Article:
Thomas Wright’s An Original Theory or New Hypothesis of the Universe (1750)

“I own I can never look upon the Stars without wondering why the whole World does not become Astronomers”. So admits Thomas Wright in An Original Theory or New Hypothesis of the Universe (1750). Written in the form of nine letters to a nameless friend, the book puts forwards “my Theory of the Universe, and the Ideas I have form’d of the known Creation.”

Although he was influenced by Comenius' pansophic theories of universal knowledge from a century earlier, Wright's theory of the heavens was strikingly original. Over the course of his discussions on the views of previous authors (illustrated in plate iii), the position and movement of bodies in the sky, and the implications for time, eternity and the soul, he was “the first to correctly postulate that clusters of starry nebulae were in fact galaxies too distant for us to discern clearly, and that the luminous blur of the Milky Way was simply an optical effect caused by our immersion in it”, as David Braffman explains in the Getty Research Institute blog: see Wright's Plate XXIX for his depiction.

This insight into the Via Lactea pre-dated Sir William Herschel and Caroline Herschel’s work in astronomy by two decades, and was an acknowledged influence on Immanuel Kant’s 1755 Universal natural history and theory of the heavens. It took Edwin Hubble’s photographs in the 1920s to offer proof of the nature of the Milky Way, and the telescope named after him continues to expand our fields of knowledge by use of images.

Born in County Durham in 1711, Wright became, to use the title of Judy Preston's contextualising paper in Garden History in 2010, a polymath in Arcadia, extremely well-versed in mathematics, sciences, and the arts, as well as an eminent garden designer. He has only one other published book, an introduction to the antiquities of County Louth, Ireland, but his diary, and other papers, are in the Special Collections and Archives at Durham University, where an exhaustive description of his life and works can be found. Not all his ideas were as well-founded as his work on the Via Lactea; in a manuscript sequel to An Original Theory, he proposed “that the sky was solid and studied with inward-pointing volcanoes down whose shafts we see the stars”.

The thirty-two “graven and mezzotinto” plates found at the end of An Original Theory — printed “by the Best Masters” and likely based on Wright's drawings — reveal his remarkable range of vision. The most simple images show what Wright has observed in the night sky (Plate XVI), then diagrams of how these constellations (Plate XIX) and comets (Plate IX) are arranged and understood. From his empirical observations, and deductions about what this must mean for the relative positions and orbits (Plate XXII), Wright develops a much more ambitious proposal as to the construction of the universe. Plate XXVII depicts a globe within a globe, part of his hypothesis on the patterns and rules followed by bodies in space. It’s a hypothesis which culminates in his globular visions of the last two plates, which show full and section views of “the Object of that incomprehensible Being, which alone and in himself comprehends and constitutes supreme Perfection”. The extraordinary, endless eyes of the final plate (XXXII) give a good sense of Wright’s cosmic conclusion, that just as the solar system as we observe it is full of complex bodies, so too, but on a larger, parallel scale is the wider universe: an “unlimited plenum of creations”, all centred on the law and vision of God.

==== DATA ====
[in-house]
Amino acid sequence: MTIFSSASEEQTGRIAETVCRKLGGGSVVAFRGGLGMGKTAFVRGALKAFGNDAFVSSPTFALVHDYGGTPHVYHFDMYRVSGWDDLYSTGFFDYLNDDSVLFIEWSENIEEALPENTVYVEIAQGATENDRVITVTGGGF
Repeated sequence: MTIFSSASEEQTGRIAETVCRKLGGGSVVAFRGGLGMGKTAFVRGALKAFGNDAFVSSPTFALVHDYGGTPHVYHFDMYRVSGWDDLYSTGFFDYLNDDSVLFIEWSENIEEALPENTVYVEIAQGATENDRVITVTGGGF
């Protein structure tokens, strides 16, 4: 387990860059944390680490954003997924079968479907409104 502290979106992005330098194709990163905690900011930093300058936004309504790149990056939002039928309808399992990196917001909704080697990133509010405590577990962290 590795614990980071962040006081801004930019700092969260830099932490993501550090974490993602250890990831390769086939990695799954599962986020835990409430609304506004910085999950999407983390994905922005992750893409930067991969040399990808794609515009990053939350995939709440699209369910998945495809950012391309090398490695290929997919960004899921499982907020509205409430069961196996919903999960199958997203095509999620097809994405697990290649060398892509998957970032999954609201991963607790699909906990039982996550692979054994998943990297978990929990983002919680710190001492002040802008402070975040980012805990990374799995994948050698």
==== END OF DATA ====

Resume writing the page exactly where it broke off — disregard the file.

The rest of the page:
After a life of scientific discovery, adventure, and a career as a garden designer, Thomas Wright died in 1786. His observations and imaginations of his place in the greater scheme of things appear to have reconciled him to all “those little Difficulties incident to human Nature”. Presented with the immensity, and the visual richness, of space and the heavens, he concluded, “But here, even in this World, are Joys which our Ideas of Heaven can scarce exceed, and if Imperfection appear thus lovely, what must Perfection be”.

Featured below, all thirty-two of the illustrative plates, with their relevant description taken from the main body of the book. We've also made a few prints of the images which you can see in our shop here.

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